Law and Literature (Part 1)

In A Portrait of Lincoln’s Inn it is perceptively noted by the author (as well as by Anthony Trollope) that the “lawyer’s parlour-game is to find anachronisms and anomalies in how the law is treated in literature.” (p.82) The nature of my legal education at Warwick has also prompted me to indulge in such musings and to consider the intricate mytho-historical relationship between law and literature. So, as part of my ‘ramblings’ on this blog, I hope I will be excused if I occasionally meander towards sharing my views on law and literature.

While lawyers are usually portrayed as hard-nosed, cut-throat individuals, devoid of either compassion or ideals, the opposite is often true. This is especially true for Barristers or those who seek to be Barristers. Behind their inscrutable, professional façade, many a Barrister shelters their inner Bohemian: prone to bouts of eccentricity and profoundly idealistic. Why else would someone who is academically and professionally accomplished, eschew a more lucrative and (relatively) secure ‘job’ in a consultancy or solicitor’s firm, for the uncertainty of independent, self-employed practice? Few nowadays repeat the old, noble adages of the past; expressions of ‘ensuring justice’ or avoiding ‘the taint of money’ but many still get a thrill, an adrenaline rush from living brief to brief, like an actor lives from script to script. More than any other profession, I feel the vocation of a Barrister is most similar to that of an actor/actress as their careers are shaped and reputations forged by each brief/script they take on. They are expected to thrive under the limelight and any misstep, in the courtroom or on the stage, is potentially ruinous. I suppose that is one of the reasons why Barristers have an affinity to the literary, the theatrical and the dramatic. Flaubert might have expressed it best in Madame Bovary (1857): “There isn’t a bourgeois alive who in the ferment of his youth, if only for a day or for a minute, hasn’t thought himself capable of boundless passions and noble exploits. The sorriest little woman-chaser has dreamed of Oriental queens; in a corner of every notary’s heart lie the moldy remains of a poet.” Just such an emotion is conveyed in the following poem by J. Williams, where he lyrically laments the divergence of verse and the law and wistfully contemplates the ‘bold’ decision of some to side with the former.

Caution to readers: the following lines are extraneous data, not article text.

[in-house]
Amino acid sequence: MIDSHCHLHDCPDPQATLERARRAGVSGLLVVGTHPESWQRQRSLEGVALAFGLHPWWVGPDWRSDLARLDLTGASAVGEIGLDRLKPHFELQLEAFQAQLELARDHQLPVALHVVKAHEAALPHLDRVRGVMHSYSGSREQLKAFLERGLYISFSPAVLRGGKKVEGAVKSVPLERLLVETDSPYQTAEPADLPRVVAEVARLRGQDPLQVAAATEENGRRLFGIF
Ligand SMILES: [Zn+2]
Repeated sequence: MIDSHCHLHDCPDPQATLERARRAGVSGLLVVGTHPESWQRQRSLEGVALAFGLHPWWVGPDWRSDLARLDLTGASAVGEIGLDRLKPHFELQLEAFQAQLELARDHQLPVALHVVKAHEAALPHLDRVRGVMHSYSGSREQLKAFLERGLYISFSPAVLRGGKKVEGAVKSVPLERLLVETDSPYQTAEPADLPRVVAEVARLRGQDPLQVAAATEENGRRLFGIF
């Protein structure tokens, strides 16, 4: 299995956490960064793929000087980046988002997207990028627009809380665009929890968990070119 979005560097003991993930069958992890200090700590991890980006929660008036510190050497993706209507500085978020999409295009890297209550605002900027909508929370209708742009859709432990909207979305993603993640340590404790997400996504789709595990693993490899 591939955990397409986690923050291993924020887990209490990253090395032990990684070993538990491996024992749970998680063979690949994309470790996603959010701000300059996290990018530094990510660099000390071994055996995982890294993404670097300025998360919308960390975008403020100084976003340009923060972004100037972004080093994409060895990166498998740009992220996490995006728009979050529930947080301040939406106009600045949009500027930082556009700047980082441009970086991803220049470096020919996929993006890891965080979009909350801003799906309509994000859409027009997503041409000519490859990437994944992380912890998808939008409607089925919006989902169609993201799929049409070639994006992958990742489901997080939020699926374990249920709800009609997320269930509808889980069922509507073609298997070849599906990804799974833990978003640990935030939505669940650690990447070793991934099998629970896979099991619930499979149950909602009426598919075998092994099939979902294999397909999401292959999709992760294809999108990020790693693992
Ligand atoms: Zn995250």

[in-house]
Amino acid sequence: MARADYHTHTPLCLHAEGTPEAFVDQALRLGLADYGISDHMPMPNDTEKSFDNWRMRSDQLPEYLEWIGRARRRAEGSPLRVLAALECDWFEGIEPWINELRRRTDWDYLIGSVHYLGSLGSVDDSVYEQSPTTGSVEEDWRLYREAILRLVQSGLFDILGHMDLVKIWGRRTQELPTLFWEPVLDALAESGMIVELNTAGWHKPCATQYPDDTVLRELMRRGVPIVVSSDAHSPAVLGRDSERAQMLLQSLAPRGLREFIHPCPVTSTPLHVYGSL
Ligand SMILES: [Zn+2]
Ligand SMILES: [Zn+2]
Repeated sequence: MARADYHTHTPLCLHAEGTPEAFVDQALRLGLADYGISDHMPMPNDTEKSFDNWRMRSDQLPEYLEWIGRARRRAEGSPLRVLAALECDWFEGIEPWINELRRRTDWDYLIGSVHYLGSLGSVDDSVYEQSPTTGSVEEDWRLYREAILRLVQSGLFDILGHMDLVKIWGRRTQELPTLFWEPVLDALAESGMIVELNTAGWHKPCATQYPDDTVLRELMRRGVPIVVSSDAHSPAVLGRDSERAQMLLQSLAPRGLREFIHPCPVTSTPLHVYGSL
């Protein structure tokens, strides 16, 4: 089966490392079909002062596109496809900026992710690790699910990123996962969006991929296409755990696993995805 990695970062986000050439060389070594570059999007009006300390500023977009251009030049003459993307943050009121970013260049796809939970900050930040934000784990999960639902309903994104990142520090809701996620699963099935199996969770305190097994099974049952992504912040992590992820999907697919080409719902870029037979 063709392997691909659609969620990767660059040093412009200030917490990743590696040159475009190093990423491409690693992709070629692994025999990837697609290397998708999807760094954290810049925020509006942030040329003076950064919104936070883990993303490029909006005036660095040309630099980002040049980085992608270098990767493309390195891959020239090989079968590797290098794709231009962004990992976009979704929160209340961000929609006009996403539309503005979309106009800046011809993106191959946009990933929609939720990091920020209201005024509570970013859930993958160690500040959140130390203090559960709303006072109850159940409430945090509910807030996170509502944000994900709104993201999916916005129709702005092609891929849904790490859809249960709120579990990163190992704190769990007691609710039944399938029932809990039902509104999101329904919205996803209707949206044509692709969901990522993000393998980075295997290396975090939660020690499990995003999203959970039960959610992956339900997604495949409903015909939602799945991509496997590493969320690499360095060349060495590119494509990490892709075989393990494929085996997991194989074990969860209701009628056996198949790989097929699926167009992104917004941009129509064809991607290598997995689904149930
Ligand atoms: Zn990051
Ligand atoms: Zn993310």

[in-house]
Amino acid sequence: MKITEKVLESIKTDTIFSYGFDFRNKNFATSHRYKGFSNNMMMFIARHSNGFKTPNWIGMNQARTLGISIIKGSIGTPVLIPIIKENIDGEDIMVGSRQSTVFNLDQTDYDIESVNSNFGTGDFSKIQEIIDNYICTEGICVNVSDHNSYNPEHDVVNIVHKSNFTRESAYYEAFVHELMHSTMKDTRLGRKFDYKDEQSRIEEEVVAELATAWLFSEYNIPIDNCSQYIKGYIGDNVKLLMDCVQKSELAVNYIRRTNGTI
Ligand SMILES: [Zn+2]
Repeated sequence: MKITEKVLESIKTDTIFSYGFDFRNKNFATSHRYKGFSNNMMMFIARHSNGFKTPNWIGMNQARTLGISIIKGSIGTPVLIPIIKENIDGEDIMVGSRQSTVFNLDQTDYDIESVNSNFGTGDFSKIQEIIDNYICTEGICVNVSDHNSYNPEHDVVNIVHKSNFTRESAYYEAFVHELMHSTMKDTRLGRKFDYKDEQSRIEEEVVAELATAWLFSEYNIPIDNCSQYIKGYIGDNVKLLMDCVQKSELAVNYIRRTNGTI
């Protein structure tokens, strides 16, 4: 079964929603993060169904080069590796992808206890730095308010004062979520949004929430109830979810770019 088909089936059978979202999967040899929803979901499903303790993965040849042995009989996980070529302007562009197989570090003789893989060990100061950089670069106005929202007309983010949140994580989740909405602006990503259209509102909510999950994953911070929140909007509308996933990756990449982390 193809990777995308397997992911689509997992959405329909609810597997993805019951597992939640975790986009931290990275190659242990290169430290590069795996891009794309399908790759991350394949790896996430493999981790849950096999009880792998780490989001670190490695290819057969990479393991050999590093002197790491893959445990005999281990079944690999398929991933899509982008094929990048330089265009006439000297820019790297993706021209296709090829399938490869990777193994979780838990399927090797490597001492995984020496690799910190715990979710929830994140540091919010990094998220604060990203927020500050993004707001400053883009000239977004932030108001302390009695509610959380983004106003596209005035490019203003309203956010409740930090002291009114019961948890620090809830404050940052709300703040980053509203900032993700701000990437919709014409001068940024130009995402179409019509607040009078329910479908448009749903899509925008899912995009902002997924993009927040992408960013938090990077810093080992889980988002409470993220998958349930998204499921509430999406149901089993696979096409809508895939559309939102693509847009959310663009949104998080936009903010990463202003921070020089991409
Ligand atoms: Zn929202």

Law and Poetry

In days of old did law and rime
A common pathway follow,
For Themis in the mythic time
Was sister of Apollo.
The Hindu statutes tripped in feet
As daintily as Dryads,
And law in Wales to be complete
Was versified in triads.
The wise Alfonso of Castile
Composed his code in metre
Thereby to make its flavour feel
A little bit the sweeter.
But law and rime were found to be
A trifle inconsistent,
And now in statutes poetry
Is wholly non-existent.[28]
Still here and there some advocate
Before his fellows know it
Has had bestowed on him by fate
The laurel of the poet.
Let him who has been honoured so,
In truth a rara avis,
Find precedents in Cicero
And our Chief Justice Davis;
And more than all in Cino; he,
So plaintive a narrator
Of fair Selvaggia’s cruelty,
Won fame as a glossator.
Let him remember Thomas More
And Scott and Alciatus,
And Grotius with an ample store
Of most divine afflatus.[29]
But let him, if his bread and cheese
Depend on his profession,
Bethink him that the art of these
Was not their sole possession.
The stream that flows from Helicon
Is scarcely a Pactolus,
A richer prize is theirs who con
Dull treatises on dolus.
‘Tis well that some bold spirits dare
To cut themselves asunder
From bonds of law like old Molière,
While lawyers gaze in wonder.
The world had been a poorer place
Had Goethe lived by pleading
Or Tasso won a hopeless case
With Ariosto leading.

J. Williams, Briefless Ballads and Legal Lyrics (Second Series) (Adam and Charles Black: London, 1895) Available online at: <http://www.gutenberg.org/files/25281/25281-h/25281-h.htm#Page_25>
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